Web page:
Allah described those who were with the Prophet (Blessings and Peace be upon him) according to their intentions:
Omong you are some that desire this world and some that desire the Hereafter.
(Qur ‘an 3: 152)
Ibn al-Qayyim mentioned that a person’s value is measured according to his determination and his goals. A wise person once said words to the same effect:
“Inform me of a man’s determination and I will tell you what kind of man he is.”
A vessel capsized at sea, and a worshipper was hurled into the water. He began to make ablution, one limb at a time. He managed to get to shore and was saved. He was asked about the ablution and why he made it, to which he replied, “I wanted to make ablution so that I would die in a state of purity.”
Imam Ahmad, during the pangs of death, was pointing to his beard while others were making his ablution for him, reminding them not to miss a spot.
So Allah gave them the reward of this world, and the excellent reward of the Hereafter. (Qur’an 3: 148)
Do not grieve when you are shown overt enmity, for if you forgive and forget, you will have achieved nobility in this world and honor in the next.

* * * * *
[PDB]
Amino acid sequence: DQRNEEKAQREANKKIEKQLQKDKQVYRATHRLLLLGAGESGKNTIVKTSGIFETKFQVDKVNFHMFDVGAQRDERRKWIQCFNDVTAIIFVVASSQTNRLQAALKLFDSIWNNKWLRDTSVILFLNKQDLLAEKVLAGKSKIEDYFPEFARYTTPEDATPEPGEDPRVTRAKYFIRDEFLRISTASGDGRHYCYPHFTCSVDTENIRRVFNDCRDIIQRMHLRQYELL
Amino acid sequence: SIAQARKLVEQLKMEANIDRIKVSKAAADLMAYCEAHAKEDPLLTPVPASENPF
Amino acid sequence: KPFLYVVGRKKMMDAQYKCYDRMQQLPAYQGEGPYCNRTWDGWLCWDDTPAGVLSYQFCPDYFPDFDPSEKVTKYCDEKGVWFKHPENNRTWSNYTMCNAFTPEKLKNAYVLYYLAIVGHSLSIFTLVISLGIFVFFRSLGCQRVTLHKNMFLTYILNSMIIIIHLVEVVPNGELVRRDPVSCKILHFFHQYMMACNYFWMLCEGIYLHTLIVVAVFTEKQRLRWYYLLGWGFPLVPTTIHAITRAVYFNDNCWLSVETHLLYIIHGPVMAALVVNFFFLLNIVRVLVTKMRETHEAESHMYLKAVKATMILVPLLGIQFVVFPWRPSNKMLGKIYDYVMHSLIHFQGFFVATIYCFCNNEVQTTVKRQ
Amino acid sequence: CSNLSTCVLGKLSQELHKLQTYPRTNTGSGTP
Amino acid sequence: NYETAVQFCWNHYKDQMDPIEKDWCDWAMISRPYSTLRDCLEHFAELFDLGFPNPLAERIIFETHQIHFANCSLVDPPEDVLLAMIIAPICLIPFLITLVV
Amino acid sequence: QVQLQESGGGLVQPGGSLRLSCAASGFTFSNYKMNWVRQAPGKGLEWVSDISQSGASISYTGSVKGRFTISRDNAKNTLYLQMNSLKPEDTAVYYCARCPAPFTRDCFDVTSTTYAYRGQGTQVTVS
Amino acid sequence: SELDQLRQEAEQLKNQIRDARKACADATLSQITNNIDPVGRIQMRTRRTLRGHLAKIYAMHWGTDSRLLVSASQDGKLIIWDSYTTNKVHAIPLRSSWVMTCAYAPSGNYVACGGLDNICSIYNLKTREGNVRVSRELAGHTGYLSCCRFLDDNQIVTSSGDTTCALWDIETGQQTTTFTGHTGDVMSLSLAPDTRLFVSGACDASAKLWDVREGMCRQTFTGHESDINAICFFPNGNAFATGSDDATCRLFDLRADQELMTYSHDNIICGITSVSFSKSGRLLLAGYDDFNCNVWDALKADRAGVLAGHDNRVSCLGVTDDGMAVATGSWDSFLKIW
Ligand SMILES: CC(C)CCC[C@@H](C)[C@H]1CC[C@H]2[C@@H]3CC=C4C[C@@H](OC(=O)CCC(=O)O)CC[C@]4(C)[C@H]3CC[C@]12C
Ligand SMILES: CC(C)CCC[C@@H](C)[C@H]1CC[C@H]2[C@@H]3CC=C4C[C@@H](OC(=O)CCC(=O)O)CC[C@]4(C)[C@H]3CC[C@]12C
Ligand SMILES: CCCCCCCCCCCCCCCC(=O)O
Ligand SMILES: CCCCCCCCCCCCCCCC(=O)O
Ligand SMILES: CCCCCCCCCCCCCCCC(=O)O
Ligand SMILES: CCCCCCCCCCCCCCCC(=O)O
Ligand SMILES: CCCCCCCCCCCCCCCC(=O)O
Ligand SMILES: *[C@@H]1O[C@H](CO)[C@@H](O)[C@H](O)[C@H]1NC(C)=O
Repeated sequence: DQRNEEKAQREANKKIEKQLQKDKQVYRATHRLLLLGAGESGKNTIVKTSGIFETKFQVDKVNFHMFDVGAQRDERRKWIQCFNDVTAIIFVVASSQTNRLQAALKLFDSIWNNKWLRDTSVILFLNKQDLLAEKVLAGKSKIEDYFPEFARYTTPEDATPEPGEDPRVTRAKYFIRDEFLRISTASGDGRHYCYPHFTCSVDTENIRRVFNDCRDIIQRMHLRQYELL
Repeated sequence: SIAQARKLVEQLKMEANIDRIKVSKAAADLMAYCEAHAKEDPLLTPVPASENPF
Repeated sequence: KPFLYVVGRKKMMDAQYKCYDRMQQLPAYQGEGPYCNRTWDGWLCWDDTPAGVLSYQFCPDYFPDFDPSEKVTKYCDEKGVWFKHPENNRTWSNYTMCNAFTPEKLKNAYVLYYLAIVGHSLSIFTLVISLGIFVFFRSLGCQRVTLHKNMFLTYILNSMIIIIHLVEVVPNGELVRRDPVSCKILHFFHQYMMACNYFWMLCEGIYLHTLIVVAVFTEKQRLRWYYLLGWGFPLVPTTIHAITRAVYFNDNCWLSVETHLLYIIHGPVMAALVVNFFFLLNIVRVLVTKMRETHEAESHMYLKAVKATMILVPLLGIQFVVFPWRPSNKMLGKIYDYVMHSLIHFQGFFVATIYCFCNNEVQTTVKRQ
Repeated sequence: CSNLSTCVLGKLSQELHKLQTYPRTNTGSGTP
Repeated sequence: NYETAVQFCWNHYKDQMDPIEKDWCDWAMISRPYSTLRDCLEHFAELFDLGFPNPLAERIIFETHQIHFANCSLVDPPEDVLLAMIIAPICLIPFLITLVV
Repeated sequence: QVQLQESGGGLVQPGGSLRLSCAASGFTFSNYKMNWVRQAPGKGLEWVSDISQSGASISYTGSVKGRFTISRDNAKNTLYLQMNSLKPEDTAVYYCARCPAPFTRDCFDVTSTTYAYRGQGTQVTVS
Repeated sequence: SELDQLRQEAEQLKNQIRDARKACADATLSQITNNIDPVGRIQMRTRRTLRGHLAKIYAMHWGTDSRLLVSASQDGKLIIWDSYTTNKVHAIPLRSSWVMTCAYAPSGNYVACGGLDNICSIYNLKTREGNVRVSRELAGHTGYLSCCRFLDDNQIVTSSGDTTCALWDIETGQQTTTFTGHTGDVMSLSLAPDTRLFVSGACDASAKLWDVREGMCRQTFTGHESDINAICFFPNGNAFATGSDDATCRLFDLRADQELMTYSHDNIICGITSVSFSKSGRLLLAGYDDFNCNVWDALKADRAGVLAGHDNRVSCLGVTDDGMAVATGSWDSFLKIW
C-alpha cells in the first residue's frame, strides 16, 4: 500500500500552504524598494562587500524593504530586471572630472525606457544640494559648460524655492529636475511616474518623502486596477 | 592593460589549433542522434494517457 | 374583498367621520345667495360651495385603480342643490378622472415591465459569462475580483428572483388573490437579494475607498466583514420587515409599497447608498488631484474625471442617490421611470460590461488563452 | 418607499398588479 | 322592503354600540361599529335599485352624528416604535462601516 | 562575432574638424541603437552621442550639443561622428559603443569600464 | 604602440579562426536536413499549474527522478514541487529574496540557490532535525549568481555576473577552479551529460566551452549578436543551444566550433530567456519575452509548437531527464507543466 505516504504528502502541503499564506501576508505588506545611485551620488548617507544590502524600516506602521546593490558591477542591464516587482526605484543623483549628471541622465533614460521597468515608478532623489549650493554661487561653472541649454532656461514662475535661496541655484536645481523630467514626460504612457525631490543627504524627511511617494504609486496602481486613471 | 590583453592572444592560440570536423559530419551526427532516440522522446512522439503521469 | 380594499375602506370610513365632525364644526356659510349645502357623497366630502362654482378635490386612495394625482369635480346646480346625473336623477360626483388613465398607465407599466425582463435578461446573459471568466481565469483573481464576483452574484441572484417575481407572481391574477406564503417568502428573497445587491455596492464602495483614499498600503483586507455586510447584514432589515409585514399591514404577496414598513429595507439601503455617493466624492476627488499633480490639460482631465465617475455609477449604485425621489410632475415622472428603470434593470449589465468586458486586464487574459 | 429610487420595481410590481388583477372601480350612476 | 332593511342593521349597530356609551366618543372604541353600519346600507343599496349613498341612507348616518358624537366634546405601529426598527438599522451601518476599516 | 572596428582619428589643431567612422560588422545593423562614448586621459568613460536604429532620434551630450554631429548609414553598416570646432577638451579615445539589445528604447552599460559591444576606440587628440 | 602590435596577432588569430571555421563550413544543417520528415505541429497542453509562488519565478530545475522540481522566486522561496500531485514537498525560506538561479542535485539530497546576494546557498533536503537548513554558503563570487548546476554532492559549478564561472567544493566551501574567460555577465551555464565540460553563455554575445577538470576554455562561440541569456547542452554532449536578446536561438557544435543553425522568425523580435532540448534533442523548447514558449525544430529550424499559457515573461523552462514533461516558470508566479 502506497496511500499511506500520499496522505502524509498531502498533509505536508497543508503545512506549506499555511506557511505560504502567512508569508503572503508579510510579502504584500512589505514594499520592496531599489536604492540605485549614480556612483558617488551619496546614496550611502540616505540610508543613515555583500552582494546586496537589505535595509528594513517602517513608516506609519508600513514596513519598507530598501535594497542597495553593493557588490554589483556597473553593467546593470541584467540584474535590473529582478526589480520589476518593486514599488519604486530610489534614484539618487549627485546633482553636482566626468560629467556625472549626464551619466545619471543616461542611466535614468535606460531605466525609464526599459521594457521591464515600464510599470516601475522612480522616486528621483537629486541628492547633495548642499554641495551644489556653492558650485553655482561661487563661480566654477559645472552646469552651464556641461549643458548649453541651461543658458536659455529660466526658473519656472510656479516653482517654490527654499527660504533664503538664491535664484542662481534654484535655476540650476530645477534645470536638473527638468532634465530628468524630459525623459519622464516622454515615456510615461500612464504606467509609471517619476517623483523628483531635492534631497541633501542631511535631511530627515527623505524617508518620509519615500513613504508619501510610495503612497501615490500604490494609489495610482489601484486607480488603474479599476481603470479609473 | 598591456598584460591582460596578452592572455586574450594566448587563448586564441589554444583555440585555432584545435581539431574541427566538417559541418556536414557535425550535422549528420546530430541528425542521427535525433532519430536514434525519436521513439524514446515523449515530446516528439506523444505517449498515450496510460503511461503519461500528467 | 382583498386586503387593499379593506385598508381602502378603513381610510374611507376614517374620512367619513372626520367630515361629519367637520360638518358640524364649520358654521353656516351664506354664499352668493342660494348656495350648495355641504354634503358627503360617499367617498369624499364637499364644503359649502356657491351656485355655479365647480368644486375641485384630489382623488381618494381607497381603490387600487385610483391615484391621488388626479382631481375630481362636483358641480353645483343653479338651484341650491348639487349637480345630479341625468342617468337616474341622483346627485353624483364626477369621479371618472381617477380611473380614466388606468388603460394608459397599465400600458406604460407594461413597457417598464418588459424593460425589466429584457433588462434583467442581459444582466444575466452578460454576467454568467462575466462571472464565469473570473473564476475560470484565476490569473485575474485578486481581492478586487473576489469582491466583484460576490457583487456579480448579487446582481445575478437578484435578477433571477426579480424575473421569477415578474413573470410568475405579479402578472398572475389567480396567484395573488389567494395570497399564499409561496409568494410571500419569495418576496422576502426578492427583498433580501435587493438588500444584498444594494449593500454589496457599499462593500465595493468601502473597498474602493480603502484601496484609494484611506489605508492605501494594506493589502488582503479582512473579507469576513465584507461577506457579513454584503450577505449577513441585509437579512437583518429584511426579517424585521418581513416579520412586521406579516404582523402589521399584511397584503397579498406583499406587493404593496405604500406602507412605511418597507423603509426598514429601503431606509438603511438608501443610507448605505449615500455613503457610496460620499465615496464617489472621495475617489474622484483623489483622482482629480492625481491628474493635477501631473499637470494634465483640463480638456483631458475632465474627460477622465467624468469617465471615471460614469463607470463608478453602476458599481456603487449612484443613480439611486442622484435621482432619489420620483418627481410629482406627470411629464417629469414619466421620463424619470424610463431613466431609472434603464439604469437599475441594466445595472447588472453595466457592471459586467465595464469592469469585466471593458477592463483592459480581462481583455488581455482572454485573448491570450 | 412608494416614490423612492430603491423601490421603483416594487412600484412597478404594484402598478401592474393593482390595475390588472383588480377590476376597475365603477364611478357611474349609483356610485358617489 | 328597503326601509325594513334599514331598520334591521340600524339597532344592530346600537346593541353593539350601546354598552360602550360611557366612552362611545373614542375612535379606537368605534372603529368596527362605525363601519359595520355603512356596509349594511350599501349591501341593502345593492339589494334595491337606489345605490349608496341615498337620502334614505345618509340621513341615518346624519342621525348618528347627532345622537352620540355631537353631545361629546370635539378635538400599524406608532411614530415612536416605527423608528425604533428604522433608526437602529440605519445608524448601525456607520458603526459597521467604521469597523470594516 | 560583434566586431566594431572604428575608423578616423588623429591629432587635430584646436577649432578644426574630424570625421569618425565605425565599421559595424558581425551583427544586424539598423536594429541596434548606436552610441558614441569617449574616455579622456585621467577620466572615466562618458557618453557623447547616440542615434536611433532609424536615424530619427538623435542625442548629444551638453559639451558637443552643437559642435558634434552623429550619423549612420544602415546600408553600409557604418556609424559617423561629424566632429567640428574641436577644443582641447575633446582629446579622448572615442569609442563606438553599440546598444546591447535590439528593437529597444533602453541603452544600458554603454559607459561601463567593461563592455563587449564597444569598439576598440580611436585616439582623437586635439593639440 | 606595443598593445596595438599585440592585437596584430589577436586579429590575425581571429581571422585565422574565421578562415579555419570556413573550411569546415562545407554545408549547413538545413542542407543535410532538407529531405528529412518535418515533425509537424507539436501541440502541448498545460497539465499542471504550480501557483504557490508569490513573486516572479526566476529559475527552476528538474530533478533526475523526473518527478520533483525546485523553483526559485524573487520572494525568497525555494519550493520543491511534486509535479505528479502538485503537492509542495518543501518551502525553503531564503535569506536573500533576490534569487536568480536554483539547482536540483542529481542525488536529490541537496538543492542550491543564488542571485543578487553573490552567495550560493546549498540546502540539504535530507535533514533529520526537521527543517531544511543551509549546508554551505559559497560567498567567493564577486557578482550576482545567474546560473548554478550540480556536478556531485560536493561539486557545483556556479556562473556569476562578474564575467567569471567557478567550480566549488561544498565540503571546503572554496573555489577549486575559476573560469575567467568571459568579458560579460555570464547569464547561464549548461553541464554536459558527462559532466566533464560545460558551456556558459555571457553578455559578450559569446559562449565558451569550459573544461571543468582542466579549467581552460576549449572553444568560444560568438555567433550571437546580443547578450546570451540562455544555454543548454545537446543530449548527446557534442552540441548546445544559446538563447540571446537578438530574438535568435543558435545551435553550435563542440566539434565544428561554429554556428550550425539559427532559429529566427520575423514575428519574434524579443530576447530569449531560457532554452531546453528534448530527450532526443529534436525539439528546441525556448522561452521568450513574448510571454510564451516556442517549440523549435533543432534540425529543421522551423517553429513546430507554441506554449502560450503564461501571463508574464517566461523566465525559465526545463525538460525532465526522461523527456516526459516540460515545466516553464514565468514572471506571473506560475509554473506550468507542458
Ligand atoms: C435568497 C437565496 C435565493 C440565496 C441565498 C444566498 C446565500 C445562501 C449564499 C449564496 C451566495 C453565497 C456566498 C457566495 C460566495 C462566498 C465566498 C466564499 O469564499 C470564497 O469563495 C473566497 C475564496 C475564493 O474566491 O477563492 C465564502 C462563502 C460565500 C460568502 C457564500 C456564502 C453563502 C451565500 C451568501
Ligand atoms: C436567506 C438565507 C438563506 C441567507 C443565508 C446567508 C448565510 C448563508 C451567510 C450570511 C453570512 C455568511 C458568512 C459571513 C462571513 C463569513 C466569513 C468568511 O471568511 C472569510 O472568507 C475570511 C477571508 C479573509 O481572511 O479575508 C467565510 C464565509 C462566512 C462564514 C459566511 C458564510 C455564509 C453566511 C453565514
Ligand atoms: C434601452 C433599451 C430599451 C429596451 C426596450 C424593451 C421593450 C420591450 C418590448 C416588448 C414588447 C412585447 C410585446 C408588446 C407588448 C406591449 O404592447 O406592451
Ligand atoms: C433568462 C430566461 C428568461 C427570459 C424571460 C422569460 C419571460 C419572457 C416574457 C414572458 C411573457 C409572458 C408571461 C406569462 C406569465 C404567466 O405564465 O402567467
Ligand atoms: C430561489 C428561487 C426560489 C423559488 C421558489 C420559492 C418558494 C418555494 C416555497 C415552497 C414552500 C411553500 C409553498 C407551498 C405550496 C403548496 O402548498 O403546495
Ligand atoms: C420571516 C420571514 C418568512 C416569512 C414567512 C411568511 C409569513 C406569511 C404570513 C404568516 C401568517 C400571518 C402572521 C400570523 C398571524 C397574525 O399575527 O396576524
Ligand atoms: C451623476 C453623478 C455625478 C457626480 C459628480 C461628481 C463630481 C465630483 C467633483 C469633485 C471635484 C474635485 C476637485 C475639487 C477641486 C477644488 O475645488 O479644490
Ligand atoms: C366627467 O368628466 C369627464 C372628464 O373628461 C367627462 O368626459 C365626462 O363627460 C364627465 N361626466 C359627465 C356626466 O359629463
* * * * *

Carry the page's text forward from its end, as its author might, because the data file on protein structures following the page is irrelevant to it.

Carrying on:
But whoever forgives and makes reconciliation, his reward is due from Allah.
(Qur ‘an 42: 40)
Shakespeare said words to the effect of,
“Don’t light the oven too much for your enemy in order not to burn yourself by the flame.”
Someone said to Saalim ibn `Abdullah ibn `Umar, a scholar from the early generations of Islam, “You are an evil man.” He quickly replied, “None knows me save you.”
A man said in a verbal attack to Abu Bakr (may Allah be pleased with him):
“By Allah, I will curse you with such curses that will enter with you into your grave.” He calmly answered, “Nay, but they shall enter with you into yours.”
And someone said to `Amr ibn al-`Aas,
“I will dedicate myself to waging war against you.” `Amr replied, “Now have you fallen into what supersedes all else, and it will be your preoccupation (i.e. your misery).”